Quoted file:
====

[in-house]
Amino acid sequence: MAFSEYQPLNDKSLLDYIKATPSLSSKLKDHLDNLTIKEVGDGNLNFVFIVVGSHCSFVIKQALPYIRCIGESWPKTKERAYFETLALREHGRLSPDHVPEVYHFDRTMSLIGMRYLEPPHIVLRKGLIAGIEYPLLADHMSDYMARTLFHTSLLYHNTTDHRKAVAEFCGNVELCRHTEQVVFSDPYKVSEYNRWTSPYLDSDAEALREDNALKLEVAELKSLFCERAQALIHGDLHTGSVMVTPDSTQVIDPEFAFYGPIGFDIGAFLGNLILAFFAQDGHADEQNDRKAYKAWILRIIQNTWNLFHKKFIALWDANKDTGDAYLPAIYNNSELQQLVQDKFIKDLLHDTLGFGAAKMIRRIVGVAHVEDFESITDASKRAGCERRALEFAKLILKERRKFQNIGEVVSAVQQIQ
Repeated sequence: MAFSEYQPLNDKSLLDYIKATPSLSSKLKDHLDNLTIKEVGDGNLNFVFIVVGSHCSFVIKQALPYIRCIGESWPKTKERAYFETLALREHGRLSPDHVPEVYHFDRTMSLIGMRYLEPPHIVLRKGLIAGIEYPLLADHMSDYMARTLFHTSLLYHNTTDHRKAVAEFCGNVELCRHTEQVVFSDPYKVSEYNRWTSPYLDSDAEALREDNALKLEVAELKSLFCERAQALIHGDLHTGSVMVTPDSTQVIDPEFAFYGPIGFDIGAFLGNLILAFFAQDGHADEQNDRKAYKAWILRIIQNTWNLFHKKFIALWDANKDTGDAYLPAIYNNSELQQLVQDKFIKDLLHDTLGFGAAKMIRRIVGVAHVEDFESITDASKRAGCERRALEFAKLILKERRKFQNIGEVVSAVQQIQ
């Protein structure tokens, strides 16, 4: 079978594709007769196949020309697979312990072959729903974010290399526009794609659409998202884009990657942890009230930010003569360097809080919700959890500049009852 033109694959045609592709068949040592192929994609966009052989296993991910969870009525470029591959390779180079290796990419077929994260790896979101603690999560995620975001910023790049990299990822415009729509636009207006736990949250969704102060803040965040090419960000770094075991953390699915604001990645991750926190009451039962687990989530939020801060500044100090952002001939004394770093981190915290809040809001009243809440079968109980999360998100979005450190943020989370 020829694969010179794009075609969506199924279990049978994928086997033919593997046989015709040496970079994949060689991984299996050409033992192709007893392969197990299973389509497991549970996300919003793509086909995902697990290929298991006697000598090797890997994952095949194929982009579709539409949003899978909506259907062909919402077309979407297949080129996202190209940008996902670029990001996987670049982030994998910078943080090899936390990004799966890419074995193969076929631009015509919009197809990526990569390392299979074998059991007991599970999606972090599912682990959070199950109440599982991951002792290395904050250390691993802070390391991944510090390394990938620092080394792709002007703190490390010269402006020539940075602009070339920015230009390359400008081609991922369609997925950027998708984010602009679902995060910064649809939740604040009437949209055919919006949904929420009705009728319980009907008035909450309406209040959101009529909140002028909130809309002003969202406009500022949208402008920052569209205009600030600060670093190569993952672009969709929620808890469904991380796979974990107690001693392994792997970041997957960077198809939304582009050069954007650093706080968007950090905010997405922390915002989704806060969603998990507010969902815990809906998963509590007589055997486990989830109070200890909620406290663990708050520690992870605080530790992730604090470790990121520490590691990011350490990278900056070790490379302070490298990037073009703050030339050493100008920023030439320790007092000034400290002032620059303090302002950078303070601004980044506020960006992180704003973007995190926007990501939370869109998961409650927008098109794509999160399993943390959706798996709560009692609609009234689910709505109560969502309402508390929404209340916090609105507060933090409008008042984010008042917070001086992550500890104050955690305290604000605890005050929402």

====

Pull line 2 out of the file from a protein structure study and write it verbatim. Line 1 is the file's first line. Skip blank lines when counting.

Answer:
Amino acid sequence: MAFSEYQPLNDKSLLDYIKATPSLSSKLKDHLDNLTIKEVGDGNLNFVFIVVGSHCSFVIKQALPYIRCIGESWPKTKERAYFETLALREHGRLSPDHVPEVYHFDRTMSLIGMRYLEPPHIVLRKGLIAGIEYPLLADHMSDYMARTLFHTSLLYHNTTDHRKAVAEFCGNVELCRHTEQVVFSDPYKVSEYNRWTSPYLDSDAEALREDNALKLEVAELKSLFCERAQALIHGDLHTGSVMVTPDSTQVIDPEFAFYGPIGFDIGAFLGNLILAFFAQDGHADEQNDRKAYKAWILRIIQNTWNLFHKKFIALWDANKDTGDAYLPAIYNNSELQQLVQDKFIKDLLHDTLGFGAAKMIRRIVGVAHVEDFESITDASKRAGCERRALEFAKLILKERRKFQNIGEVVSAVQQIQ